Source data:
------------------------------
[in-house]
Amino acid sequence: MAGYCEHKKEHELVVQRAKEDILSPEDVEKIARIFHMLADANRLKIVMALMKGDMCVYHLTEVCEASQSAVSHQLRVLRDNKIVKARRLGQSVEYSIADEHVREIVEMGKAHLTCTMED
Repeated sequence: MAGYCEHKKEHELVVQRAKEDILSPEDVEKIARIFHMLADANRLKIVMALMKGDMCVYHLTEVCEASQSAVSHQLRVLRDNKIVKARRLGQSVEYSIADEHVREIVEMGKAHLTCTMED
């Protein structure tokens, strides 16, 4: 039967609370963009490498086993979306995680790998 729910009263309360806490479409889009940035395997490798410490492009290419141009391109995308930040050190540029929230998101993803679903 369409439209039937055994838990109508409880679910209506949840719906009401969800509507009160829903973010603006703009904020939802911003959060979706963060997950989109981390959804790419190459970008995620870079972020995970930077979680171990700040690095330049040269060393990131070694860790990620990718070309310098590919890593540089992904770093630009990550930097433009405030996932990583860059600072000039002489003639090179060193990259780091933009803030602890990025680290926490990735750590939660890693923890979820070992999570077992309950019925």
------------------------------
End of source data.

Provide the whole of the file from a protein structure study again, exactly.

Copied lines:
[in-house]
Amino acid sequence: MAGYCEHKKEHELVVQRAKEDILSPEDVEKIARIFHMLADANRLKIVMALMKGDMCVYHLTEVCEASQSAVSHQLRVLRDNKIVKARRLGQSVEYSIADEHVREIVEMGKAHLTCTMED
Repeated sequence: MAGYCEHKKEHELVVQRAKEDILSPEDVEKIARIFHMLADANRLKIVMALMKGDMCVYHLTEVCEASQSAVSHQLRVLRDNKIVKARRLGQSVEYSIADEHVREIVEMGKAHLTCTMED
């Protein structure tokens, strides 16, 4: 039967609370963009490498086993979306995680790998 729910009263309360806490479409889009940035395997490798410490492009290419141009391109995308930040050190540029929230998101993803679903 369409439209039937055994838990109508409880679910209506949840719906009401969800509507009160829903973010603006703009904020939802911003959060979706963060997950989109981390959804790419190459970008995620870079972020995970930077979680171990700040690095330049040269060393990131070694860790990620990718070309310098590919890593540089992904770093630009990550930097433009405030996932990583860059600072000039002489003639090179060193990259780091933009803030602890990025680290926490990735750590939660890693923890979820070992999570077992309950019925």